While they're still among us

Honor the veterans of D-Day. There are fewer every year.

Those who were there today witnessed the solemn and deeply moving ceremony at Normandy.
And they heard clear and unambiguous remarks about war from a president
who isn’t inclined to use them outside the context of history.

U.S. President Barack Obama paid homage to the heroes of
D-Day on Saturday, saying their assault on Normandy’s beaches exactly
65 years ago had helped save the world from evil and tyranny.

Addressing stooped, white-haired veterans, Obama said the Second
World War represented a special moment in history when nations fought
together to battle a murderous ideology.

“We live in a world of competing beliefs and claims about what is
true,” Obama said. “In such a world, it is rare for a struggle to
emerge that speaks to something universal about humanity. The Second
World War did that.”

He called the battle pivotal and its lessons eternal.

“Friends and veterans, what we cannot forget — what we
must not forget — is that D-Day was a time and a place where the
bravery and selflessness of a few was able to change the course of an
entire century,” he said…

“When the ships landed here at Omaha, an unimaginable hell rained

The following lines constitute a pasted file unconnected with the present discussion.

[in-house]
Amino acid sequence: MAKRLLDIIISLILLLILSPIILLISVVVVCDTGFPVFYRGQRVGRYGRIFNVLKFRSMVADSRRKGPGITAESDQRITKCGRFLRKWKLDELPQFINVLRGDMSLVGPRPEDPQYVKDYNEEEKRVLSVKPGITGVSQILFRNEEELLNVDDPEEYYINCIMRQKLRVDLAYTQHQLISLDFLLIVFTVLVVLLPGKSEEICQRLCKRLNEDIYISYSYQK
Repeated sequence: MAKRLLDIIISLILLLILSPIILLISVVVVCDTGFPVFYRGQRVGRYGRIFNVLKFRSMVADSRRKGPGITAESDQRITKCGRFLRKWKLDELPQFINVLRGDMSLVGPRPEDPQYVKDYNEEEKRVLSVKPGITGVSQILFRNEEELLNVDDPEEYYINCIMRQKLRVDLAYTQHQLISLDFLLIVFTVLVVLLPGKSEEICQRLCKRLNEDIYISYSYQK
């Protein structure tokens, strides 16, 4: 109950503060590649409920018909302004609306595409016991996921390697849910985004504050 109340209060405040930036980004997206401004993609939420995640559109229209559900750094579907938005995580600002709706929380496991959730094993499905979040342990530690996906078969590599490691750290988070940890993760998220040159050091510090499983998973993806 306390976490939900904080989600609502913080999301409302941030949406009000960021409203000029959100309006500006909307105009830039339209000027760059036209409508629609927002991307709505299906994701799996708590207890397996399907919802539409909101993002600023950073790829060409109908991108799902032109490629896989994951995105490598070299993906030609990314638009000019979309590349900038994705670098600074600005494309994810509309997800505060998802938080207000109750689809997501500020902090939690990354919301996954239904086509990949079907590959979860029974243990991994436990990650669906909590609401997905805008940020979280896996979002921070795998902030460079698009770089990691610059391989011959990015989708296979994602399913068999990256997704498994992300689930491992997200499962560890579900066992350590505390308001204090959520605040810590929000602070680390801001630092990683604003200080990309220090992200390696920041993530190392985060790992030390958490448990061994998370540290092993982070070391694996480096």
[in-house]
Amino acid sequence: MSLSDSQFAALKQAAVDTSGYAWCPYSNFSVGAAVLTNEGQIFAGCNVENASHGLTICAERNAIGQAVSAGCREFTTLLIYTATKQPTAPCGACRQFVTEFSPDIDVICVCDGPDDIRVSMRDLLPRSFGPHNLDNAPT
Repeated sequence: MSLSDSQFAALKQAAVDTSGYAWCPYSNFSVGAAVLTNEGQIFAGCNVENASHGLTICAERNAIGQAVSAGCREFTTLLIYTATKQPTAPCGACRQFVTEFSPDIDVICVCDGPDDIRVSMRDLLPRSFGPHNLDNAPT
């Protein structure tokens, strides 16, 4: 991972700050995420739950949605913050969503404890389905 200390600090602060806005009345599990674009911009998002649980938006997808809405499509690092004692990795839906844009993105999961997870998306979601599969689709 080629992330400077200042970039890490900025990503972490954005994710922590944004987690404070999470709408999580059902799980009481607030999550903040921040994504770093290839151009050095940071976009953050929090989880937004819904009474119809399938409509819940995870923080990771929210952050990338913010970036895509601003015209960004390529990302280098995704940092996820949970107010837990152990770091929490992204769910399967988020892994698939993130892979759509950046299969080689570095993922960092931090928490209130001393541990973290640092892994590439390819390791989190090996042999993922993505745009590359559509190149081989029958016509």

down on the men inside,” he said. “Many never made it out of the

“At an hour of maximum danger, amid the bleakest of circumstances,
men who thought themselves ordinary found it within themselves to do
the extraordinary,” Obama said. “They fought out of a simple sense of
duty — a duty sustained by the same ideals for which their countrymen
had fought and bled for over two centuries.”

The personal stories are still profoundly stirring.

Obama saluted the contributions of individual veterans
of the Normandy landings, including one veteran, Jim Norene, who fought
as a member of the 101st Airborne Division.

“Last night, after visiting this cemetery for one last time, he
passed away in his sleep,” the president said. “Jim was gravely ill
when he left his home, and he knew that he might not return.

But just as he did 65 years ago, he came anyway. May he now rest in
peace with the boys he once bled with, and may his family always find
solace in the heroism he showed here.”

Normandy Veteran Eric Buckley, 85, from Leicester places a wooden remembrance plaque on what was the British Sword beach at Colleville Montgomery.


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